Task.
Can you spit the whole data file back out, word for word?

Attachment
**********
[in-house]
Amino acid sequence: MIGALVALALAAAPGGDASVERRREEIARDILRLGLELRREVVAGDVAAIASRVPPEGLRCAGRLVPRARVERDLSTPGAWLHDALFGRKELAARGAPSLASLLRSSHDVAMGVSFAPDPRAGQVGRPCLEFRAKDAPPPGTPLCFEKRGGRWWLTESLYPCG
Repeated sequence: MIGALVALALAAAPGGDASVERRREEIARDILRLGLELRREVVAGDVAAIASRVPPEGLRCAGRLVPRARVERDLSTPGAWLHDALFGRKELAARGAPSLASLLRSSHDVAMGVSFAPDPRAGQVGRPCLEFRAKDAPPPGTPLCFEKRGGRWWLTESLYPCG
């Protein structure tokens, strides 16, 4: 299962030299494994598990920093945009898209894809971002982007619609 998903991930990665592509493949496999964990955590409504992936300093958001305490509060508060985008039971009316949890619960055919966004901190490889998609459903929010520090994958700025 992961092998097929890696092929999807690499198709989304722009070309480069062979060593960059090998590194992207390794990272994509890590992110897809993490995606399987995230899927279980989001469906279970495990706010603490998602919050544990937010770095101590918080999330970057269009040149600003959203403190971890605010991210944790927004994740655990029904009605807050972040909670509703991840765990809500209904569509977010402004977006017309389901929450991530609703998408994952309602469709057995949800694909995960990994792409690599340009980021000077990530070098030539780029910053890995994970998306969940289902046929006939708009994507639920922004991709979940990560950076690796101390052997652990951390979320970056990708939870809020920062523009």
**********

[in-house]
Amino acid sequence: MIGALVALALAAAPGGDASVERRREEIARDILRLGLELRREVVAGDVAAIASRVPPEGLRCAGRLVPRARVERDLSTPGAWLHDALFGRKELAARGAPSLASLLRSSHDVAMGVSFAPDPRAGQVGRPCLEFRAKDAPPPGTPLCFEKRGGRWWLTESLYPCG
Repeated sequence: MIGALVALALAAAPGGDASVERRREEIARDILRLGLELRREVVAGDVAAIASRVPPEGLRCAGRLVPRARVERDLSTPGAWLHDALFGRKELAARGAPSLASLLRSSHDVAMGVSFAPDPRAGQVGRPCLEFRAKDAPPPGTPLCFEKRGGRWWLTESLYPCG
């Protein structure tokens, strides 16, 4: 299962030299494994598990920093945009898209894809971002982007619609 998903991930990665592509493949496999964990955590409504992936300093958001305490509060508060985008039971009316949890619960055919966004901190490889998609459903929010520090994958700025 992961092998097929890696092929999807690499198709989304722009070309480069062979060593960059090998590194992207390794990272994509890590992110897809993490995606399987995230899927279980989001469906279970495990706010603490998602919050544990937010770095101590918080999330970057269009040149600003959203403190971890605010991210944790927004994740655990029904009605807050972040909670509703991840765990809500209904569509977010402004977006017309389901929450991530609703998408994952309602469709057995949800694909995960990994792409690599340009980021000077990530070098030539780029910053890995994970998306969940289902046929006939708009994507639920922004991709979940990560950076690796101390052997652990951390979320970056990708939870809020920062523009």